Director: David Mackenzie
Starring: Ben Foster, Chris Pine, Jeff Bridges, Gil Birmingham
‘Hell or High Water’ has been one of my most anticipated films over the last few months. After what I personally consider to be a fairly disappointing summer of films, I held hope that there was still plenty to look forward to between now and the end of the year, and this film was one I had high expectations for. My high expectations emanated from the cast, which includes Chris Pine, Ben Foster and Jeff Bridges, as well as boasting the writing skills of Taylor Sheridan, who also wrote ‘Sicario’, (which was one of my favourite films of last year). Not to mention, the incredible trailer that gave us a glimpse into the nature of the film.
Toby (Chris Pine) and Tanner (Ben Foster) are two Texan brothers who couldn’t be any more different. After Tanner’s release from prison, Toby devises a plan to rob branches of a large bank with the help of his older brother, despite being very wary of his brother’s brash personality and unpredictability. The bank branches they intend to steal from are part of a larger bank that is threatening to foreclose on Toby’s family home and land, which would leave his children with nothing. It’s not long before Texas Ranger Marcus (Jeff Bridges) and his partner Alberto (Gil Birmingham) are on the case. Marcus is more determined than ever to catch the culprits of these robberies so he can retire with a victory, but he soon learns it won’t be his easiest case.
Pine and Foster gave truly enthralling performances as the two brothers. We learn a lot about the nature of their relationship towards the beginning of the film, and see the strength of their brotherhood despite the big differences in their personalities and their attitudes and approach towards the bank robberies. This is by far my favourite performance from Pine, making sure the audience knew the motives behind his actions and even when he wasn’t saying anything, the audience could tell his brother, children and family were always at the forefront of his mind. His on-screen chemistry with Foster really shined, which is a far cry from seeing them both in ‘The Finest Hours’ earlier this year, which I was really disappointed by.
I really loved the scenes where Jeff Bridges and Gil Birmingham interacted with one another whilst on the case. Bridges’ character is so genuine, and I loved his friendship with his partner Alberto, who he regularly torments with racist jokes and non-stop talking. It brought a lighter tone to the film without compromising the actual seriousness and morally thought-provoking nature of the film. At times I found myself rooting for Toby and Tanner to successfully pull off their robberies and pay off their debts, and sometimes I wanted Bridges to catch them both and retire victorious, because he wants it so bad, and he is relentless when it comes to his investigation.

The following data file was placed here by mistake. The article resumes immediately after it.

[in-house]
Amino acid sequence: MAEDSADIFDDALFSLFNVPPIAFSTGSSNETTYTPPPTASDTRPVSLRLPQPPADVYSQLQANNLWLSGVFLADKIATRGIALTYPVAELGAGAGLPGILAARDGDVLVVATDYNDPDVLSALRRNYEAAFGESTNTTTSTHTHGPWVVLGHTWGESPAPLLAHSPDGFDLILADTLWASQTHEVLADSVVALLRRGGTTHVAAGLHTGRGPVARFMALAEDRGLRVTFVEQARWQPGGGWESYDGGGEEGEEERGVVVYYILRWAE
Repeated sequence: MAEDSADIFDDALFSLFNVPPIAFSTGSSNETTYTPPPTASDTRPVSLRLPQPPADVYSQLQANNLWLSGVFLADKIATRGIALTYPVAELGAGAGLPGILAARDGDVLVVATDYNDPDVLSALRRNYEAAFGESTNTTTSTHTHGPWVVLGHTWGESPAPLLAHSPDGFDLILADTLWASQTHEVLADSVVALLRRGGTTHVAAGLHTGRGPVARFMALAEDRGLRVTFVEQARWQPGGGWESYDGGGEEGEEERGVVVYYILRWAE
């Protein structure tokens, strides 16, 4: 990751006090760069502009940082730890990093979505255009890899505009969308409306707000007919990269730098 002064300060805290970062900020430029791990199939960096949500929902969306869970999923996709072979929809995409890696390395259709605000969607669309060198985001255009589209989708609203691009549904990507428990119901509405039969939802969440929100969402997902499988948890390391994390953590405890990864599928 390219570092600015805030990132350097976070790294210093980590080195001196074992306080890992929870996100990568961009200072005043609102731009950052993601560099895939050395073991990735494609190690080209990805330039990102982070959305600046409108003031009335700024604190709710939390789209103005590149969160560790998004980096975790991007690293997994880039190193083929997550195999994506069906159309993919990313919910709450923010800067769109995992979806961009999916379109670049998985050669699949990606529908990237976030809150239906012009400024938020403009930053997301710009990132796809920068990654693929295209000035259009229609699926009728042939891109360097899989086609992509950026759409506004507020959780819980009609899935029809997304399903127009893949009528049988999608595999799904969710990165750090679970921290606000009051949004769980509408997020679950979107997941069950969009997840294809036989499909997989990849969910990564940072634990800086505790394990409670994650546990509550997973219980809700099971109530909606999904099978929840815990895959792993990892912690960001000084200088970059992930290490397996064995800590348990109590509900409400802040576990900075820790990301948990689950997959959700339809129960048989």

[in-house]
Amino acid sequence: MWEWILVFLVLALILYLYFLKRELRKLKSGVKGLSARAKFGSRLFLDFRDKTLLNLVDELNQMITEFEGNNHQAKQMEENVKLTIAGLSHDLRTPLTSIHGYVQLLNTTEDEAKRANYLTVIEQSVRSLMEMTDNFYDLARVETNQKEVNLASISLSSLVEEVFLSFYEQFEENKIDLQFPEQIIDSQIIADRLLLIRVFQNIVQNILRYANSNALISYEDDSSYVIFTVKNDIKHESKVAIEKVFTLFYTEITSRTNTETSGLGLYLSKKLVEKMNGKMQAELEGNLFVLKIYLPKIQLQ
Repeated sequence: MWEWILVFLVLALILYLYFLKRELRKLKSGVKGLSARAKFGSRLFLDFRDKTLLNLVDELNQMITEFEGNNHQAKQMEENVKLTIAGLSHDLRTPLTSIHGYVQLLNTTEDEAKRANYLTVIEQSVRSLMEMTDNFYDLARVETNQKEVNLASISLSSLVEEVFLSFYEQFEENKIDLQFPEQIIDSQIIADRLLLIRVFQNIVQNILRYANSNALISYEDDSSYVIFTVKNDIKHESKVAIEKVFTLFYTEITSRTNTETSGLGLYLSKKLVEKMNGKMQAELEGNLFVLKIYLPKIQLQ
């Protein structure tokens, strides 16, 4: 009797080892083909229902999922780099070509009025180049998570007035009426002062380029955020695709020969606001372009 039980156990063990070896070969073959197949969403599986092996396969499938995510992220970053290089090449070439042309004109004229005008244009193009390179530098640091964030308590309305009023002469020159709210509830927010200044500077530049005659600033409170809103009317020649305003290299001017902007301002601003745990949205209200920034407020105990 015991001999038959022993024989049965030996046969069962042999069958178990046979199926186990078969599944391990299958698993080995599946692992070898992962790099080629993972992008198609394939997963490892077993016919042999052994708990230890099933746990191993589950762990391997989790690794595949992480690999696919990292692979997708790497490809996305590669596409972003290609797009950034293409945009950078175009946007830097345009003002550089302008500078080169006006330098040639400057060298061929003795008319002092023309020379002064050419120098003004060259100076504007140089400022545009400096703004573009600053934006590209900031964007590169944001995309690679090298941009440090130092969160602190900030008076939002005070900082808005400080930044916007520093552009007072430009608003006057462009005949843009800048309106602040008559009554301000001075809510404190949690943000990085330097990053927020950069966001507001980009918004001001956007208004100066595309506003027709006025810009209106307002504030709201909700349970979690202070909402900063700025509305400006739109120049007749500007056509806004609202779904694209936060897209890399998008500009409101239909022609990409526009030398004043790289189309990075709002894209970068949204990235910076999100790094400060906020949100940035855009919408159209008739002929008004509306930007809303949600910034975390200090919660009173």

The film itself is moderately paced, but the performances and dialogue keep you engaged throughout the entire thing. The story flows very naturally and is a great example of how a film doesn’t need to overdose on action scenes, explosions and plot twists to keep the attention of the audience. The stunning Texas scenery gives the film that true “Western” feel, and we are treated to lots of shots of the landscape and breathtaking scenery that Texas has to offer, as the brothers and officers travel from town to town.
It’s hard to do this film justice in 600 words or so, but I highly recommend going to watching ‘Hell Or High Water’. The cast, cinematography, direction and script were all superb, and I feel (and hope) this film will do well come awards season. It’s criminal that this film isn’t getting the attention it truly deserves, with numbers at the US box office much lower than other films being released around the same time, despite glowing reviews from critics and viewers alike.